Keep a high protein, low carb, low sugar and low fat diet during this phase. Your daily calorie intake shouldn’t go over 800 calories. This is the perfect time to establish a routine of eating three to four meals a day with two light snacks in between. Even if you don’t feel hunger, following a set dietary schedule can help you lose weight in the long run.
The fourth phase is where you can start introducing solid foods to your diet. Getting through the third phase can take a while, but if you feel that you’re ready, you can start going through the last phase. Although you’re done with pureed and mashed foods, you should still go for softer foods until you’re entirely sure your stomach can handle it. Your stomach is still sensitive, so go slow and chew thoroughly. Protein should still be a priority in every meal.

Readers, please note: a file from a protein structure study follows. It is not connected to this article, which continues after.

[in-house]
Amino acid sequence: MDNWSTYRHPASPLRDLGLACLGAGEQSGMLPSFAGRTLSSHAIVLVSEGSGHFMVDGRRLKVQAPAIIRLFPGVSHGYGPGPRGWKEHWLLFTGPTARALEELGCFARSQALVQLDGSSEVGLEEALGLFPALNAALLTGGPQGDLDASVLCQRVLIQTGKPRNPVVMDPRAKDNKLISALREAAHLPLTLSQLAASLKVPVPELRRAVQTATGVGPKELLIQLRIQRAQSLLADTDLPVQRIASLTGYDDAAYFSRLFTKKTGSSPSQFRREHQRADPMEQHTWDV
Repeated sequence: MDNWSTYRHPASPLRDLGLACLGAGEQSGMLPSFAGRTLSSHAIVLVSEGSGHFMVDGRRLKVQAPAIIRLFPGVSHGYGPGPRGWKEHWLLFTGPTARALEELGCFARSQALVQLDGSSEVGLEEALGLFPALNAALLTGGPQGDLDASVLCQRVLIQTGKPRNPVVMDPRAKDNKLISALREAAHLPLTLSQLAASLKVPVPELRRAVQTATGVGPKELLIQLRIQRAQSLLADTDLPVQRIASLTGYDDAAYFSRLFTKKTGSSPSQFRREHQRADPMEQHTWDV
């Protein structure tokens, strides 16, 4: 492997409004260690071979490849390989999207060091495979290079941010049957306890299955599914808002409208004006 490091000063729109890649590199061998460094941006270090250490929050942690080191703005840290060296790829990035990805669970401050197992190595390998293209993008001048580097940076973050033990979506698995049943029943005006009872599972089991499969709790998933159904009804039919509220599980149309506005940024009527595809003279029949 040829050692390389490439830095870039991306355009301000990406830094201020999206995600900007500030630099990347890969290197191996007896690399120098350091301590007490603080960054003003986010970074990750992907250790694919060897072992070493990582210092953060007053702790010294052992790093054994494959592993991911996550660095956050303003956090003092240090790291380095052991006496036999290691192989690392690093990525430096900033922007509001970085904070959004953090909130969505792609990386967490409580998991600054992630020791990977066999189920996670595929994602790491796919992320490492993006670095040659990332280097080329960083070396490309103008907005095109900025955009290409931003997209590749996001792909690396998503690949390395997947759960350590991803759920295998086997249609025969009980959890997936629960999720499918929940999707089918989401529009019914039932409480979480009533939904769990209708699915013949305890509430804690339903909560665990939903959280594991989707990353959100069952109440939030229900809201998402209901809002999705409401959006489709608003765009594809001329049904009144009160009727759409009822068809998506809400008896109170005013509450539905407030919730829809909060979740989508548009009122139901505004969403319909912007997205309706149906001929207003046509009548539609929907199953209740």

Carbonated, sugar-loaded and whole milk drinks together with fried, fibrous and high carbohydrate, low nutrient foods are still strictly prohibited. Make water your new best friend; drink at least 64 ounces throughout each day.
The fifth phase is where you continue to slowly introduce healthy and nutrient dense foods to your diet. Let your body take the lead and evaluate which foods your stomach can tolerate. Diarrhea, constipation and stomach aches are general signs that tell you that you should cut back on certain foods.